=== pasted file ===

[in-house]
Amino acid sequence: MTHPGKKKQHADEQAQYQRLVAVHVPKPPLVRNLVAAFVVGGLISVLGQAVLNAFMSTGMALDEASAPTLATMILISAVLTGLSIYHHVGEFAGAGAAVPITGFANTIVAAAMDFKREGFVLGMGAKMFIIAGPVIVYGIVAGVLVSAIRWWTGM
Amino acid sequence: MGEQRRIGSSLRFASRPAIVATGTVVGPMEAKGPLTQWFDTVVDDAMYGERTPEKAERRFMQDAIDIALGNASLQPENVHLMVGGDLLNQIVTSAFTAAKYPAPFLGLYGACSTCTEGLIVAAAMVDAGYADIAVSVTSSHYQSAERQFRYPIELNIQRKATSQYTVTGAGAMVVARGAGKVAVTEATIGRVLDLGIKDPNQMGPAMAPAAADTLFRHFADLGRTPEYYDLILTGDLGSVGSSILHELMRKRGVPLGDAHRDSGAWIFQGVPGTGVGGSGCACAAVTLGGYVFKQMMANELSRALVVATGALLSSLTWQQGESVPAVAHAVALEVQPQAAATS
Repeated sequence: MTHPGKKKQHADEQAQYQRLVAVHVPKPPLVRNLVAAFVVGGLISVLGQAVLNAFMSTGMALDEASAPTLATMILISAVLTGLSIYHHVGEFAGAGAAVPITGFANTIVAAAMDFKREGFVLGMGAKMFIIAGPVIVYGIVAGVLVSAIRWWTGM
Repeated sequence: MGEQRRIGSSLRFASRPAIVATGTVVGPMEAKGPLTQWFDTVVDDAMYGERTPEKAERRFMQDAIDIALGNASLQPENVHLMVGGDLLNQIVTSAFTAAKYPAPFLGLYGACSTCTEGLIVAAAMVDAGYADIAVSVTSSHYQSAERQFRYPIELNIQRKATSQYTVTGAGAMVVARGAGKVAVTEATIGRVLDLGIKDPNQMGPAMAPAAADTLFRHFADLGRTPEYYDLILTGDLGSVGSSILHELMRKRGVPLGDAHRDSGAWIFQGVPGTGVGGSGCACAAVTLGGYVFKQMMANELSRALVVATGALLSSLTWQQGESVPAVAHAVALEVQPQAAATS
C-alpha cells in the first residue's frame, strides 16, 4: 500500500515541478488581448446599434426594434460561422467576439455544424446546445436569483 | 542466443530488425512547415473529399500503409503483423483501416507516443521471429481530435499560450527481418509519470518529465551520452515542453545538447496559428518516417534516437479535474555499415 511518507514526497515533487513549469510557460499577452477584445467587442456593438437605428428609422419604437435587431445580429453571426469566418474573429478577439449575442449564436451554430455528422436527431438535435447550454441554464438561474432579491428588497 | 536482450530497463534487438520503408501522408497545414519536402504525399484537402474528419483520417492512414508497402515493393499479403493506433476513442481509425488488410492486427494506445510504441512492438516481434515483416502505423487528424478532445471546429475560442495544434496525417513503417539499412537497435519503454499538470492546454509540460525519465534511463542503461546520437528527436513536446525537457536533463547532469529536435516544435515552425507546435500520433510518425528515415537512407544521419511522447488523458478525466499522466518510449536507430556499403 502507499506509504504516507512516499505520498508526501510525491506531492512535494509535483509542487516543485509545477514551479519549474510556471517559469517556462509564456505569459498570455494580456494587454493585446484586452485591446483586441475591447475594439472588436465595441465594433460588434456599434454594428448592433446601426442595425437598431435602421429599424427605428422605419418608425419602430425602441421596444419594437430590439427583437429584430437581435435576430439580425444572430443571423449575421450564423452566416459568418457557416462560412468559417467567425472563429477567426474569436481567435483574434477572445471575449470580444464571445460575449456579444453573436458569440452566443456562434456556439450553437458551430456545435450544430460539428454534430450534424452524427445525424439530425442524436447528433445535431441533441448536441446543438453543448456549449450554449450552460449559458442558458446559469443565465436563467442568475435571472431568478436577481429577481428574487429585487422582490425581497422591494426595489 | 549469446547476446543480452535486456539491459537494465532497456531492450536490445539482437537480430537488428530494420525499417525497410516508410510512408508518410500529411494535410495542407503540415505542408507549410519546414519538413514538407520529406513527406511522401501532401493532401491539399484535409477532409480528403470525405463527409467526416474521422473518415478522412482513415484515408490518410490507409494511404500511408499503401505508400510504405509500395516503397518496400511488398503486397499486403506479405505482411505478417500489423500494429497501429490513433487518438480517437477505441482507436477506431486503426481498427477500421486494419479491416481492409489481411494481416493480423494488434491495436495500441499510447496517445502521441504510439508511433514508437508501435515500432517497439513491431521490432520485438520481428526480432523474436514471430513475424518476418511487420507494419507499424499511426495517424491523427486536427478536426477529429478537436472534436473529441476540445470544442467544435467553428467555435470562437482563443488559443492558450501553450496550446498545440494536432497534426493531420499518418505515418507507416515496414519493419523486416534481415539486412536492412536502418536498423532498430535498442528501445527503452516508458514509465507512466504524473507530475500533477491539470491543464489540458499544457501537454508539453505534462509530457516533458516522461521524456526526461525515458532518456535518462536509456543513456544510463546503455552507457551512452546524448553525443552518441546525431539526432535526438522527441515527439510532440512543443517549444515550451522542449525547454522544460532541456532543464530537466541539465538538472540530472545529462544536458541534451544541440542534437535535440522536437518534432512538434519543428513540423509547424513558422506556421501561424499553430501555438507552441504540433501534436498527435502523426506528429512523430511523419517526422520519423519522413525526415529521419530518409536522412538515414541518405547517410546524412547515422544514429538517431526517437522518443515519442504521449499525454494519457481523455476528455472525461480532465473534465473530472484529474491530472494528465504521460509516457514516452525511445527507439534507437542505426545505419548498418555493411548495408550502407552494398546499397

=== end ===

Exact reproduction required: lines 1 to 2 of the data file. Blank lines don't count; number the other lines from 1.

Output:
[in-house]
Amino acid sequence: MTHPGKKKQHADEQAQYQRLVAVHVPKPPLVRNLVAAFVVGGLISVLGQAVLNAFMSTGMALDEASAPTLATMILISAVLTGLSIYHHVGEFAGAGAAVPITGFANTIVAAAMDFKREGFVLGMGAKMFIIAGPVIVYGIVAGVLVSAIRWWTGM